This point was further validated in the third experiment presented in this work, where we assessed the increase in the prognostic power of the deconfounded representation of patients in terms of response to therapy, against ComBat-based alternative approaches. In principle, a proper deconfusion allows the shape and location of the point clouds coming from different sources to be meaningfully compared. Thus, one can expect that predictive models built on these clouds’ representation, that is lesions’ characteristics and intra-tumor heterogeneity, benefit from the deconfusion process. In fact, Dual AD-AE embeddings showed significant improvements with respect to the baseline and the benchmarks, even though the gap between training performance and testing performance remains large and would necessitate some prevention strategies to overfitting. The results however testify how the proposed model can identify and remove the complex and potentially non-linear portion of confounders’ noise that the competitors ignore. Moreover, it demonstrates the relevance of removing all confounders simultaneously when in presence of multiple factors of variability in the data.

A further particularly relevant result was the difference in performance when using heterogeneity (i.e. cloud describing indexes) as a predictor. While this cloud shape representation was merely a simple proof-of-concept example, Dual AD-AE embedding was seen to allow for a much better prediction than the baseline model and competitors. Conversely, ComBat-based and ReComBat-based benchmarks seemed to corrupt the heterogeneity signal to the point of achieving lower CI than the original radiomics features during training, and they grant just a very limited performance increase during testing. Additionally, to the best of our knowledge, none of the previous studies comparing deconfusion algorithms for radiomics data15,16,17 evaluated their impact on the predictive power of groups of lesions. Here, our proposed approach was the only deconfounding algorithm truly releasing the predictive power of heterogeneity, which became the most generalizable predictor.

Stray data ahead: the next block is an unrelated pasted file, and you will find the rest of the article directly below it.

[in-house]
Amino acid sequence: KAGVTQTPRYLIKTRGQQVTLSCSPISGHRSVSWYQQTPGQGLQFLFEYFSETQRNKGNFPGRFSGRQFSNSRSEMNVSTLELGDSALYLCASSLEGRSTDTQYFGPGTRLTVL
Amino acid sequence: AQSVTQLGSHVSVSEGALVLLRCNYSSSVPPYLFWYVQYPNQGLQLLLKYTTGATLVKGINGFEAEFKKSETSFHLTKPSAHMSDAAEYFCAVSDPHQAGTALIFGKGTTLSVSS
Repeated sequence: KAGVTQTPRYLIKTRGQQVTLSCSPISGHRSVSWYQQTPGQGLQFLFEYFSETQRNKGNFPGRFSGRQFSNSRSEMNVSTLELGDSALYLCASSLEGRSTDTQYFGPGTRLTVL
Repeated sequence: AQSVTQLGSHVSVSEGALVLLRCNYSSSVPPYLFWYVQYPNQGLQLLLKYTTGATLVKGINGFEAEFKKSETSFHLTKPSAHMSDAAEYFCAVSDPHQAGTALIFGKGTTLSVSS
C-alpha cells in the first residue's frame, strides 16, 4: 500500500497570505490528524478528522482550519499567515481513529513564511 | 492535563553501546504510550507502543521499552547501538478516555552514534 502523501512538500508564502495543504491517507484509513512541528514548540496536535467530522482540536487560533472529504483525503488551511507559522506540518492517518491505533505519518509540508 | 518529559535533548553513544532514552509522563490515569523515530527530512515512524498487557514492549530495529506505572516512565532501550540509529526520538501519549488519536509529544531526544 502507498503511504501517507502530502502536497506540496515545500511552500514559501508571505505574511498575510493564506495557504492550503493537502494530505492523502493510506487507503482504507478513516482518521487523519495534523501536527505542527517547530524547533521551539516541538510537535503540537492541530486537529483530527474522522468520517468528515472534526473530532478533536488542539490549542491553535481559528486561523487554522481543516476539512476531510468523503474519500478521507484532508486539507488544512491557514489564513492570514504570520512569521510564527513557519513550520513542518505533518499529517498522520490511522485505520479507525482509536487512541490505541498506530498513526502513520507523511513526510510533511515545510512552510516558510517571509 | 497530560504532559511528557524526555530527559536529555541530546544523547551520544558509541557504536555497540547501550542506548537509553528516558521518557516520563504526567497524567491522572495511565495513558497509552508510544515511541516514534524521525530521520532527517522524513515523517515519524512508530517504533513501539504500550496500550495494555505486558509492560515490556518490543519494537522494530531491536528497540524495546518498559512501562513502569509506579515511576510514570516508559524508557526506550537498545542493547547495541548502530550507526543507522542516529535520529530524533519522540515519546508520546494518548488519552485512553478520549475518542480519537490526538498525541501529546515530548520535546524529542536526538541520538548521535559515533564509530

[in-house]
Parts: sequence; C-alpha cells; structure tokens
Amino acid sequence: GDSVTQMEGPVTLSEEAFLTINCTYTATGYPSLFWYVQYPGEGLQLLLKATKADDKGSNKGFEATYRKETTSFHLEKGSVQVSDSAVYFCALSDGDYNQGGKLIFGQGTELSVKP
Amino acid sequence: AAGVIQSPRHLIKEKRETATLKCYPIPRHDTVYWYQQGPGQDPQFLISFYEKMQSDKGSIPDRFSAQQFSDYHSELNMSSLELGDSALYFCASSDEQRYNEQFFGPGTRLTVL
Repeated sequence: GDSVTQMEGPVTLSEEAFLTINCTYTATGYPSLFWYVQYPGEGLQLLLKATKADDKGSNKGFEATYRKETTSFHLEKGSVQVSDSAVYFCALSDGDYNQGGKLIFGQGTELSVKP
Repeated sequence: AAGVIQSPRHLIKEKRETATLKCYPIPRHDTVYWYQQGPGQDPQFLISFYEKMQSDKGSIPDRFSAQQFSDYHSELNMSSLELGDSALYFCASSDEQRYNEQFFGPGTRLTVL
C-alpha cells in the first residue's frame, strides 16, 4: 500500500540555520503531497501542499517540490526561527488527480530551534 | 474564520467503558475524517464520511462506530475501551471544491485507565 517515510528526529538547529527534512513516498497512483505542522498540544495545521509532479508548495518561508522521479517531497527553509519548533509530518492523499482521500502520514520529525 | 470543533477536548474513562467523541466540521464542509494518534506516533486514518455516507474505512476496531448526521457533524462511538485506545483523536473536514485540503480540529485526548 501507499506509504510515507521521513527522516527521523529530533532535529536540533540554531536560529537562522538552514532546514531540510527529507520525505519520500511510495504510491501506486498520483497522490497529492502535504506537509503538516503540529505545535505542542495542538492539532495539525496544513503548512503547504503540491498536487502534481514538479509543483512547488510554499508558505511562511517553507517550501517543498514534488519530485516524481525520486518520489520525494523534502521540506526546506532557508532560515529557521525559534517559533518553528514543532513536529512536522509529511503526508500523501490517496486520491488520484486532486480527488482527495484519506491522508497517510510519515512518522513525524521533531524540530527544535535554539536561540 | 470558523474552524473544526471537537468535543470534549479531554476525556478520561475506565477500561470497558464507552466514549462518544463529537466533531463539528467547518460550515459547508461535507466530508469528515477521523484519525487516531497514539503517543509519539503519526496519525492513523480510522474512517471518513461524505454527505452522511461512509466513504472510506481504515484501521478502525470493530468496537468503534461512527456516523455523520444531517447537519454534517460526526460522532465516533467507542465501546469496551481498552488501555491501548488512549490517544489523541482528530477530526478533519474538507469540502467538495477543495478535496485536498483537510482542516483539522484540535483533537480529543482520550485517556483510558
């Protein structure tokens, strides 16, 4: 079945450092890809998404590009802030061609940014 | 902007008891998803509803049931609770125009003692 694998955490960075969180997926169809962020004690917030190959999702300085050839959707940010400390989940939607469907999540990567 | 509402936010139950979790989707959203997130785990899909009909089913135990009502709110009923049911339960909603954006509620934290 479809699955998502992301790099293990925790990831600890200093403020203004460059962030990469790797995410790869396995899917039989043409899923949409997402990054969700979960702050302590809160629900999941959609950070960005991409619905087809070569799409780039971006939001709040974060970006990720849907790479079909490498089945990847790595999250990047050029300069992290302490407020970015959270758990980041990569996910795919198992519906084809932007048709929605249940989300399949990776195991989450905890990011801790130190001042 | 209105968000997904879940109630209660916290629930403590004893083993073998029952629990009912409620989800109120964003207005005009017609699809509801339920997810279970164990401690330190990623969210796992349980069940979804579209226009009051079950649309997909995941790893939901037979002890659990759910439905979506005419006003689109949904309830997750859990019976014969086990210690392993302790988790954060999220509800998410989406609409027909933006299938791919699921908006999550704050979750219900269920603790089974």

This finding leads to two relevant considerations. Clinically speaking, it supports the hypothesis that intra-lesion heterogeneity does carry predictive information, once properly corrected for linear and non-linear confounders. Technically, it endorses the use of a more complex non-linear model like the AD-AE, that can uncover and remove explicit and latent types of noise effectively. Although not explicitly enforcing inter-lesion relationships consistency in the model we propose, so that it could be in principle applied as-is to single-lesion data, this result testifies in favor of its application (as opposed to the state-of-the-art) to contexts in which heterogeneity information is crucial for prediction.